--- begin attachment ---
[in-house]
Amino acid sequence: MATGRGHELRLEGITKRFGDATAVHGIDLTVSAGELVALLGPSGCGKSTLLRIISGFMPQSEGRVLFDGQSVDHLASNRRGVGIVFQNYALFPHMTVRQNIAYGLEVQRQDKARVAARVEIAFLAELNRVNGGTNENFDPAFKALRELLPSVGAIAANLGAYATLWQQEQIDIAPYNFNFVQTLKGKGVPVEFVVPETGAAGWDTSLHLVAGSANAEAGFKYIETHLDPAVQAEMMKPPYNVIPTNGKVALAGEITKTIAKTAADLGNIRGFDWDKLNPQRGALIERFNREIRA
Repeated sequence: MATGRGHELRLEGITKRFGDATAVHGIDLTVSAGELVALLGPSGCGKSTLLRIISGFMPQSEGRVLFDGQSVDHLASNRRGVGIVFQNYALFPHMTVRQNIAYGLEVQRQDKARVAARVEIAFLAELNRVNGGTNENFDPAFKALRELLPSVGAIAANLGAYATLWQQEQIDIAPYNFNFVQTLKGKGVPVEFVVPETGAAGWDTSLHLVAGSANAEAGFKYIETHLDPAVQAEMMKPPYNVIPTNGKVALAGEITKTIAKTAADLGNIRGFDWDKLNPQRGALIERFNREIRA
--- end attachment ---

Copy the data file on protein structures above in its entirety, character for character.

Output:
[in-house]
Amino acid sequence: MATGRGHELRLEGITKRFGDATAVHGIDLTVSAGELVALLGPSGCGKSTLLRIISGFMPQSEGRVLFDGQSVDHLASNRRGVGIVFQNYALFPHMTVRQNIAYGLEVQRQDKARVAARVEIAFLAELNRVNGGTNENFDPAFKALRELLPSVGAIAANLGAYATLWQQEQIDIAPYNFNFVQTLKGKGVPVEFVVPETGAAGWDTSLHLVAGSANAEAGFKYIETHLDPAVQAEMMKPPYNVIPTNGKVALAGEITKTIAKTAADLGNIRGFDWDKLNPQRGALIERFNREIRA
Repeated sequence: MATGRGHELRLEGITKRFGDATAVHGIDLTVSAGELVALLGPSGCGKSTLLRIISGFMPQSEGRVLFDGQSVDHLASNRRGVGIVFQNYALFPHMTVRQNIAYGLEVQRQDKARVAARVEIAFLAELNRVNGGTNENFDPAFKALRELLPSVGAIAANLGAYATLWQQEQIDIAPYNFNFVQTLKGKGVPVEFVVPETGAAGWDTSLHLVAGSANAEAGFKYIETHLDPAVQAEMMKPPYNVIPTNGKVALAGEITKTIAKTAADLGNIRGFDWDKLNPQRGALIERFNREIRA